Friday, April 04, 2008

In they came jorking

Back in the 1960s, when Establishment types were denouncing the Beatles as trash, a number of people from more traditional musical genres defended the new muscians. One defense was to play the Fab Four's tunes in classical styles. My favorite is Joshua Rifkin's "The Baroque Beatles Book. Rifkin, with the "Merseyside Kammermusickgessellschaft," released it as a novelty record, but with it he made the point that the Beatles were serious musicians. It's now available on CD. My daughter Anne recently discovered that the Baroque "Help" was on YouTube. It's done in the form of a cantata. The recititive is taken from John Lennon's poetry:

"In they came jorking and labbing shoubing 'Haddy Grimmble" ("Randolf's Party," In His Own Write) 'JACK THE NIPPLE STRIKE AGAIN.' ("The Singularge Experience of Miss Anne Duffield," A Spaniard in the Works) Puffing and globbering they drugged theyselves rampling or dancing with wild abdomen, stubbing in wild postumes amongst themselves. (? IHOW) There is a lot to do in Liddypool ("Liddypool," IHOW) She went cold all over ("Singularge Experience," ASITW) Then lifting her face upwarts, she said with a voice full of emulsion... " ("A Spaniard in the Works," ASITW).

Listen to Rifkin's "HELP" here.

8 comments:

bart said...

i've enjoyed this immensely :-)) there's a lot to be gained by cross-generational and perhaps even cross-cultural pollination in this way...

i particularly enjoy the reactions when i can show my daughters that some of the melodies and themes that are popular now, often had their roots in motives developed centuries ago...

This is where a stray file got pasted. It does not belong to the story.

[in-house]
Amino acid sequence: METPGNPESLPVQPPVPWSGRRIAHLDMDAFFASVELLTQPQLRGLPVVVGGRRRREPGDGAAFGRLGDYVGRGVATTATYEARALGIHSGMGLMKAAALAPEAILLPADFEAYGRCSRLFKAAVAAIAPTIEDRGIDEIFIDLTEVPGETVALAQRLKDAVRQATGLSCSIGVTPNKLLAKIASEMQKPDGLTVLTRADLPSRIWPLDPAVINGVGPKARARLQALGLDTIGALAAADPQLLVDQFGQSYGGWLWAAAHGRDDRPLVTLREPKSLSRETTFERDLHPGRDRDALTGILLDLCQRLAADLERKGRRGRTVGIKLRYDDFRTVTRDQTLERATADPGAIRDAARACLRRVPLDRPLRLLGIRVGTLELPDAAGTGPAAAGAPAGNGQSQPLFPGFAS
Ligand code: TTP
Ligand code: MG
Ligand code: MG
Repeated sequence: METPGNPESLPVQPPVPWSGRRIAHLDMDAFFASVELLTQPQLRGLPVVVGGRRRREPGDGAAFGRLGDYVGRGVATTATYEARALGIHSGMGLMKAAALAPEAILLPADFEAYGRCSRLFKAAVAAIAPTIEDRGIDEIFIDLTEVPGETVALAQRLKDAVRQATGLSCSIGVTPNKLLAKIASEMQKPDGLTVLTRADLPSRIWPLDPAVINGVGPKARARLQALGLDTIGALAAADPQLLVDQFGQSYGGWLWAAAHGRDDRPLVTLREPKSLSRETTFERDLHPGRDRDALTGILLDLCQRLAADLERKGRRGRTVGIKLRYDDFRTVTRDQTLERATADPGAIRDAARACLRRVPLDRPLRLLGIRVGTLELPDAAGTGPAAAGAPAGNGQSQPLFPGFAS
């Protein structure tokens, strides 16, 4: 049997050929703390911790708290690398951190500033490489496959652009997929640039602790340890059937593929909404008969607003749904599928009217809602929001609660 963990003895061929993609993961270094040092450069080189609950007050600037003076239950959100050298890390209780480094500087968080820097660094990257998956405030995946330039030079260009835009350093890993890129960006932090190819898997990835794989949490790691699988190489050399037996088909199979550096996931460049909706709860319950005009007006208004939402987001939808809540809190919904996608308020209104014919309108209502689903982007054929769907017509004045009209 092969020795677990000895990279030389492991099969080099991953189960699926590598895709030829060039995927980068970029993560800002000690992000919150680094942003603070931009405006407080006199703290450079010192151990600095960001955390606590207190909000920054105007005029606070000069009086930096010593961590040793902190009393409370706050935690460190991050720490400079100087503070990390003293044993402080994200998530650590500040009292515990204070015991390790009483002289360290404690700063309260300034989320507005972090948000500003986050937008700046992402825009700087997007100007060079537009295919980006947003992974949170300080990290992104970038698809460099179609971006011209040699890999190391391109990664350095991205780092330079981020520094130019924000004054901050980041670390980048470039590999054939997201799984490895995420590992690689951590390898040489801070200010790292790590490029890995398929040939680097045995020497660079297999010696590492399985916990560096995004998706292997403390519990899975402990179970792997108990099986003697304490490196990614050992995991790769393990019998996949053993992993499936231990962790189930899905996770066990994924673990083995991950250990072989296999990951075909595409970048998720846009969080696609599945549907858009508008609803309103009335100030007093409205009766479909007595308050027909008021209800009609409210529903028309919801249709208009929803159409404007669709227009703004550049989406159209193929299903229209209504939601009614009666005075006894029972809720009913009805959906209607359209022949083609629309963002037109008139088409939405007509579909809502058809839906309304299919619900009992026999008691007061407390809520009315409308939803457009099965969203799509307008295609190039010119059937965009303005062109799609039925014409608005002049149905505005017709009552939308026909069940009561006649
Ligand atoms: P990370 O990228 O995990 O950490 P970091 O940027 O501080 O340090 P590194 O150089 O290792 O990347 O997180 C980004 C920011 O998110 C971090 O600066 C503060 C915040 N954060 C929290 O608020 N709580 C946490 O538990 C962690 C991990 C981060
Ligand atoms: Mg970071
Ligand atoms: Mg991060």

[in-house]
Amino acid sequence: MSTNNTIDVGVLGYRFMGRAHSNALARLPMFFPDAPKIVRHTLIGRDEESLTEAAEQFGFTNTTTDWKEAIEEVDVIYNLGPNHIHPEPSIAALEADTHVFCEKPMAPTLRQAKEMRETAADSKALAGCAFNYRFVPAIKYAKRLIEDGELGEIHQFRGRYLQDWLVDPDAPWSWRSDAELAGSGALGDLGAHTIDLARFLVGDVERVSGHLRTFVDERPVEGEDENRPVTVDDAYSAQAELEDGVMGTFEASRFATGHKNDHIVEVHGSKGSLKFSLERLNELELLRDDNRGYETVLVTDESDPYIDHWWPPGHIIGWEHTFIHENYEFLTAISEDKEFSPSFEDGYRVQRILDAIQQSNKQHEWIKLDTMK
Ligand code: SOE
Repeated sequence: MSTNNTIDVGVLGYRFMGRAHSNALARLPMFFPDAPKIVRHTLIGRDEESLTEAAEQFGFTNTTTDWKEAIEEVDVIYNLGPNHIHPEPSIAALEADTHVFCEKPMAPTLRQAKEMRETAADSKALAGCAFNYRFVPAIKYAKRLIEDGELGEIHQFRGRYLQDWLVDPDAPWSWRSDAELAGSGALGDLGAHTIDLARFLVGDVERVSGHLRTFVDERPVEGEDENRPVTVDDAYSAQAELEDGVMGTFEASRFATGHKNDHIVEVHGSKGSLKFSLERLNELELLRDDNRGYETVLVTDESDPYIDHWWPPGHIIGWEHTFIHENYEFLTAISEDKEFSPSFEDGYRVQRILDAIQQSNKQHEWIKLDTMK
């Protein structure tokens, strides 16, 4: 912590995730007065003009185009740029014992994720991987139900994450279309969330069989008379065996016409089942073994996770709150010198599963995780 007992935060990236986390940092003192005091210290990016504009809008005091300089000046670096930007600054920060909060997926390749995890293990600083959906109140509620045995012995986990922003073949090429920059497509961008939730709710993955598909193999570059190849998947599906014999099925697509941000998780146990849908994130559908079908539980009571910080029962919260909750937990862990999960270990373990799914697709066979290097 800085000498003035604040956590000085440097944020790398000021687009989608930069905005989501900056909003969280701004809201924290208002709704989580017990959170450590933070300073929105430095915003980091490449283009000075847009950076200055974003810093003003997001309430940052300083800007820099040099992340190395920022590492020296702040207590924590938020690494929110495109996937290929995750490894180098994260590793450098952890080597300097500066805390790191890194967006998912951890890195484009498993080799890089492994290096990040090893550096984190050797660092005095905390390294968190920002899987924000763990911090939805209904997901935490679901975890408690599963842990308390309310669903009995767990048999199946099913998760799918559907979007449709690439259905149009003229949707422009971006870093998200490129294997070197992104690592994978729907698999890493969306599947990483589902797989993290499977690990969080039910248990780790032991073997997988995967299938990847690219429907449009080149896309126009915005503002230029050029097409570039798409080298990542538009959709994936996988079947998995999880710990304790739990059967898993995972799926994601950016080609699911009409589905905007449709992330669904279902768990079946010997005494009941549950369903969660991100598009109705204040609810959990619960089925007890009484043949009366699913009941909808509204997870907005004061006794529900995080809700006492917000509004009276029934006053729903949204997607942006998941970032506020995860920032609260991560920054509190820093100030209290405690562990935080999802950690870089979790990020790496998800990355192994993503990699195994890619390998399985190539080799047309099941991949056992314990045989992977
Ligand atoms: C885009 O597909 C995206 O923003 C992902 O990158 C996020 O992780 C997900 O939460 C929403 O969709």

keep well...

Charles Gramlich said...

I've been listening lately to Richard Cheeze, who does heavy metal songs in a sort of happy big band sound that is hilarious. HIs band is called "Lounge against the machine."

SzélsőFa said...

I've listened through it, because you recommended it.
I did not really enjoyed it.
Is it because I'm not much of a fan of baroque music in general...? I've had some painful encounters with Bach's pieces...
Or because I kept having the four Beatles in my head while listening to it?

steve said...

Bart--I agree. If you know "Ding Dong the Witch is Dead" by the Fifth Estate, yopu're probably aware that it uses a 1612 composition by Michael Praetorius for the interlude.

Charles--My son introduced me to Richard Cheeze. He played me "Down with the Sickness" in both the lounge version and the original by Disturbed.

Szelsofa--Sorry you had to listen to it. This album introduced me to baroque music, so when I listened to Bach and Handel, I liked them.

Tea N. Crumpet said...

It is hard to imagine how seriously many disliked the Beatles. They were like cold water to the sensibilities of the time.

Julie at Virtual Nexus said...

A few years since I've heard this one, Steve....! I keep trawling some pretty amazing stuff on you tube, though there's an awful lot of very mixed stuff to wade through.

Alex S said...

I feel so out of the loop! I listen way too much maybe to Harry Chapin!

steve said...

Tea,

Now that the Beatles have become classics, it is hard. I don't know whether groups like Wilco or the Decembrists will be classics in 40 years, though they aren't subject to such abuse. Hip-hop and heavy metal get most of it, and who knows, there may be some claassics there, though probably not on the level of the Beatles.

Julie--you're right. As an Incredible String Band fan in the Sixties and Seventies, I had to special-order their albums. And their Irish counterpart, Dr. Strangely Strange was simply unavailable. Now both groups are on MySpace and YouTube.

Alex--I'm pretty much out of the loop myself. But I do have an 18-year-old son,who lets me know at least some of what's going on.